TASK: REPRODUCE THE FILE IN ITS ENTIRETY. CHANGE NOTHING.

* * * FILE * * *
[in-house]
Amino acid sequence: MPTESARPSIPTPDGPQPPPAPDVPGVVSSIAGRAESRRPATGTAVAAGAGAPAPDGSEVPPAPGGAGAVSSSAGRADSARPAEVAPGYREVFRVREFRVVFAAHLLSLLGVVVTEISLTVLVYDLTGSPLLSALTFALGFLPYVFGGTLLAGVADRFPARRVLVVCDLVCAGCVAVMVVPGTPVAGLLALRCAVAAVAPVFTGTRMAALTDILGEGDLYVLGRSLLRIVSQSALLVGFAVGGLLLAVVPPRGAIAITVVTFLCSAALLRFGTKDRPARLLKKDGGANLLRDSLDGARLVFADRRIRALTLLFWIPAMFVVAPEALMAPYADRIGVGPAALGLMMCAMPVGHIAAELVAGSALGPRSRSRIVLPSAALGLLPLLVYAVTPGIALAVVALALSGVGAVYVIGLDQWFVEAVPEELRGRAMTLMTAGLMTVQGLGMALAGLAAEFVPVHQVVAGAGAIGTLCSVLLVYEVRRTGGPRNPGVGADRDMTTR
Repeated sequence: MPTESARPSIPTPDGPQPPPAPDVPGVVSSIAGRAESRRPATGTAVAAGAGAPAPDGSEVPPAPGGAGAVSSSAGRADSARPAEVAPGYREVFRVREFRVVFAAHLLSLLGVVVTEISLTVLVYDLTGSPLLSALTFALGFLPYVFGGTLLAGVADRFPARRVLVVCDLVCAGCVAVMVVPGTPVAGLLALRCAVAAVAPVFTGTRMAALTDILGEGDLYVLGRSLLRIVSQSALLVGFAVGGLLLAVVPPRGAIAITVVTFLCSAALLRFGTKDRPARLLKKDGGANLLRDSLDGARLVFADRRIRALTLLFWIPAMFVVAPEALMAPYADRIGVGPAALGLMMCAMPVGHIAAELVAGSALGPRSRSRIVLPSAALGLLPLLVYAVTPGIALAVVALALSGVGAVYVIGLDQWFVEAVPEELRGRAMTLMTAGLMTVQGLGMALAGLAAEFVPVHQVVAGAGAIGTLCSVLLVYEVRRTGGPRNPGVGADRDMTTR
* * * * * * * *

[in-house]
Amino acid sequence: MPTESARPSIPTPDGPQPPPAPDVPGVVSSIAGRAESRRPATGTAVAAGAGAPAPDGSEVPPAPGGAGAVSSSAGRADSARPAEVAPGYREVFRVREFRVVFAAHLLSLLGVVVTEISLTVLVYDLTGSPLLSALTFALGFLPYVFGGTLLAGVADRFPARRVLVVCDLVCAGCVAVMVVPGTPVAGLLALRCAVAAVAPVFTGTRMAALTDILGEGDLYVLGRSLLRIVSQSALLVGFAVGGLLLAVVPPRGAIAITVVTFLCSAALLRFGTKDRPARLLKKDGGANLLRDSLDGARLVFADRRIRALTLLFWIPAMFVVAPEALMAPYADRIGVGPAALGLMMCAMPVGHIAAELVAGSALGPRSRSRIVLPSAALGLLPLLVYAVTPGIALAVVALALSGVGAVYVIGLDQWFVEAVPEELRGRAMTLMTAGLMTVQGLGMALAGLAAEFVPVHQVVAGAGAIGTLCSVLLVYEVRRTGGPRNPGVGADRDMTTR
Repeated sequence: MPTESARPSIPTPDGPQPPPAPDVPGVVSSIAGRAESRRPATGTAVAAGAGAPAPDGSEVPPAPGGAGAVSSSAGRADSARPAEVAPGYREVFRVREFRVVFAAHLLSLLGVVVTEISLTVLVYDLTGSPLLSALTFALGFLPYVFGGTLLAGVADRFPARRVLVVCDLVCAGCVAVMVVPGTPVAGLLALRCAVAAVAPVFTGTRMAALTDILGEGDLYVLGRSLLRIVSQSALLVGFAVGGLLLAVVPPRGAIAITVVTFLCSAALLRFGTKDRPARLLKKDGGANLLRDSLDGARLVFADRRIRALTLLFWIPAMFVVAPEALMAPYADRIGVGPAALGLMMCAMPVGHIAAELVAGSALGPRSRSRIVLPSAALGLLPLLVYAVTPGIALAVVALALSGVGAVYVIGLDQWFVEAVPEELRGRAMTLMTAGLMTVQGLGMALAGLAAEFVPVHQVVAGAGAIGTLCSVLLVYEVRRTGGPRNPGVGADRDMTTR